Weld surface cleaning
Prior to coating and/or welding, machined base-metal surfaces are usually degreased by a multiple step procedure. The increase in strength achieved through use of smoother base-metal surfaces is generally attributed to more complete welding from the increased contact area of the laying surfaces.
Weld surface Cleaning
The following method has been used to clean a variety of base metals (for example, type 304 stainless steel, maraging steel, uranium, beryllium, and aluminum) before they undergo subsequent ion-sputter etching and silver interlayer deposition in vacuum:
1. WASH WITH ABRASIVE DETERGENT FOLLOWED BY A HOT-WATER RINSE
2. RINSE IN DEIONIZED WATER
3. ULTRASONICALLY CLEAN IN ETHYL ALCOHOL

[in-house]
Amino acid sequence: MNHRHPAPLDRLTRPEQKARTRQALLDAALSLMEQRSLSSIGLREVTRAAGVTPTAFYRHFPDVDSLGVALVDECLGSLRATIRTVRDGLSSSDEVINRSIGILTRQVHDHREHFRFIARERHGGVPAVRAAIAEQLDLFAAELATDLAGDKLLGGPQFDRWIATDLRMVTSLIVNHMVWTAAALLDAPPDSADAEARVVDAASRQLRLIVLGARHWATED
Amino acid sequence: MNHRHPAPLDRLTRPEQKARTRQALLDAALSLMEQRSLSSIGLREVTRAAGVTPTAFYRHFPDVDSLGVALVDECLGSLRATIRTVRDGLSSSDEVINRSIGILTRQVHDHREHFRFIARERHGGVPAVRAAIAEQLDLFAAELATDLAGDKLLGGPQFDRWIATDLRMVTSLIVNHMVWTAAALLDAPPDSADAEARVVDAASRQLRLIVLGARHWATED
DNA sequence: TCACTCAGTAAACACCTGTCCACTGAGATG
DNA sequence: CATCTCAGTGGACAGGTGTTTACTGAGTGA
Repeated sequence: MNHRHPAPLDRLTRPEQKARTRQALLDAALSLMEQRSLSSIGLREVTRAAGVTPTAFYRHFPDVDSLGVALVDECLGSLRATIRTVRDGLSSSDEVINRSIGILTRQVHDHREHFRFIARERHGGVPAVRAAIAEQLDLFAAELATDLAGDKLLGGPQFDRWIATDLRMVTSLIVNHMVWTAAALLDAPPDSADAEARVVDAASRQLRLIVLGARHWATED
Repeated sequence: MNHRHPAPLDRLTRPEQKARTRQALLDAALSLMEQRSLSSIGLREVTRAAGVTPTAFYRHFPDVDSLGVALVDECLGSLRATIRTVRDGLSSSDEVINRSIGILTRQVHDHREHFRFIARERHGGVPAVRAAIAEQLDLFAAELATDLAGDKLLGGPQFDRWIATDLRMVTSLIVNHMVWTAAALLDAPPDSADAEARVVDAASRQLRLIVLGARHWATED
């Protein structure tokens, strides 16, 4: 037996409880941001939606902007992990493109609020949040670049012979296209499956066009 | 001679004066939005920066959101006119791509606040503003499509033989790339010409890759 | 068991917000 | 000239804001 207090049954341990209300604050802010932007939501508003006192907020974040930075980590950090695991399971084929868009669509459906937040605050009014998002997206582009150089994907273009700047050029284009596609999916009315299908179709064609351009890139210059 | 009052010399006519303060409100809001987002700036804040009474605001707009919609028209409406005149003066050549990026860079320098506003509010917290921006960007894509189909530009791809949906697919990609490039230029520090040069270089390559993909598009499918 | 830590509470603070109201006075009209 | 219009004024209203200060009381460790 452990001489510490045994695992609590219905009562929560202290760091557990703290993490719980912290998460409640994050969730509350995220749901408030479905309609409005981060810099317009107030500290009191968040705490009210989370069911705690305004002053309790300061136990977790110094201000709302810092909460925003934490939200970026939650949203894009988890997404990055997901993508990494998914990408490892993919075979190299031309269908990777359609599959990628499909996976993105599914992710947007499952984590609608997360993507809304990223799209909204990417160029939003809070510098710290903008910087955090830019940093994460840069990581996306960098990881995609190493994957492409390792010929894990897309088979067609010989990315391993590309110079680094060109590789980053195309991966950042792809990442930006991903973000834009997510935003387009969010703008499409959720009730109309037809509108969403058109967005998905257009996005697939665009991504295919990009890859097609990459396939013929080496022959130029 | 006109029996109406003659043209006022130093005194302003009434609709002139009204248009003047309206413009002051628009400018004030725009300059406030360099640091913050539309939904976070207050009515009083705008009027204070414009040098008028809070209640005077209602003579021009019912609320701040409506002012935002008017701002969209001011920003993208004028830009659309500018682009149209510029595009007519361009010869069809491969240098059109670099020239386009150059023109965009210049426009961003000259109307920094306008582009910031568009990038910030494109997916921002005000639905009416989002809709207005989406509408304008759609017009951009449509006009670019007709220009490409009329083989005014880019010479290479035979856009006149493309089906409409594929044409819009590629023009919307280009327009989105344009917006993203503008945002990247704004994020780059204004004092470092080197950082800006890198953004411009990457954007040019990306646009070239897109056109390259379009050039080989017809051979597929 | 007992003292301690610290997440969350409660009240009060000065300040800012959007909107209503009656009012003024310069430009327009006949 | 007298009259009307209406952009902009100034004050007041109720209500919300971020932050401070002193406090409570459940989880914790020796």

4. BLOW DRY USING INERT GAS
For other fabrication methods, such as electrodeposited interlayers or foils, the base metal surfaces are degreased prior to plating or joining to remove organic surface films that would otherwise degrade the metallic bonding at the interlayer/base-metal interfaces.
Weld surface cleaning prior to welding
- Joint strength generally increases with decreasing base-metal surface roughness and flatness.
- This is true for foil interlayers and for coated interlayers, where the surface roughness of the coating generally replicates that of the underlying base-metal surface.
- Table below shows the increases in tensile strengths of silver interlayer welds utilizing lapped base-metal surfaces (0.15 μm, or 6 μin., flatness, 0.03 μm, or 1.2 μin., arithmetic average surface roughness, Ra) over those of machined surfaces (2 μm, or 80 μin., flatness, 0.1 μm, or 4 μin., Ra).
- The increase in strength achieved through use of smoother base-metal surfaces is generally attributed to more complete welding from the increased contact area of the laying surfaces.
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